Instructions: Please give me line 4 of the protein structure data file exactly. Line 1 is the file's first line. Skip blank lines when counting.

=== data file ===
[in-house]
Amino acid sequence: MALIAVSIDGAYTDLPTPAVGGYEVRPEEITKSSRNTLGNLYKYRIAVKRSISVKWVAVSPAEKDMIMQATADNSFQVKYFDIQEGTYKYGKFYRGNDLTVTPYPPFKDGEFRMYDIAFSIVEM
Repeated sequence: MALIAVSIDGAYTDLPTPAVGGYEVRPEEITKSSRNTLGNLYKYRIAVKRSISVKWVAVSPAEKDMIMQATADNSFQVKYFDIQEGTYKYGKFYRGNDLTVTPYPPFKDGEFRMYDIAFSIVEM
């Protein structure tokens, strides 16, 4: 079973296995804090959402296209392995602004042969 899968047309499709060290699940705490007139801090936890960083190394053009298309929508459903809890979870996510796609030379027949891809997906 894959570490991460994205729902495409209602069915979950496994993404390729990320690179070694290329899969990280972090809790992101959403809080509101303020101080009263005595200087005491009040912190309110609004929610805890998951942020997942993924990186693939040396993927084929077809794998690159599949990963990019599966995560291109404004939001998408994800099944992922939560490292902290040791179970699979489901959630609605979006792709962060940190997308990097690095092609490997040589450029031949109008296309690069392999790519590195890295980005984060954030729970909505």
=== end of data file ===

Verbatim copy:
């Protein structure tokens, strides 16, 4: 079973296995804090959402296209392995602004042969 899968047309499709060290699940705490007139801090936890960083190394053009298309929508459903809890979870996510796609030379027949891809997906 894959570490991460994205729902495409209602069915979950496994993404390729990320690179070694290329899969990280972090809790992101959403809080509101303020101080009263005595200087005491009040912190309110609004929610805890998951942020997942993924990186693939040396993927084929077809794998690159599949990963990019599966995560291109404004939001998408994800099944992922939560490292902290040791179970699979489901959630609605979006792709962060940190997308990097690095092609490997040589450029031949109008296309690069392999790519590195890295980005984060954030729970909505």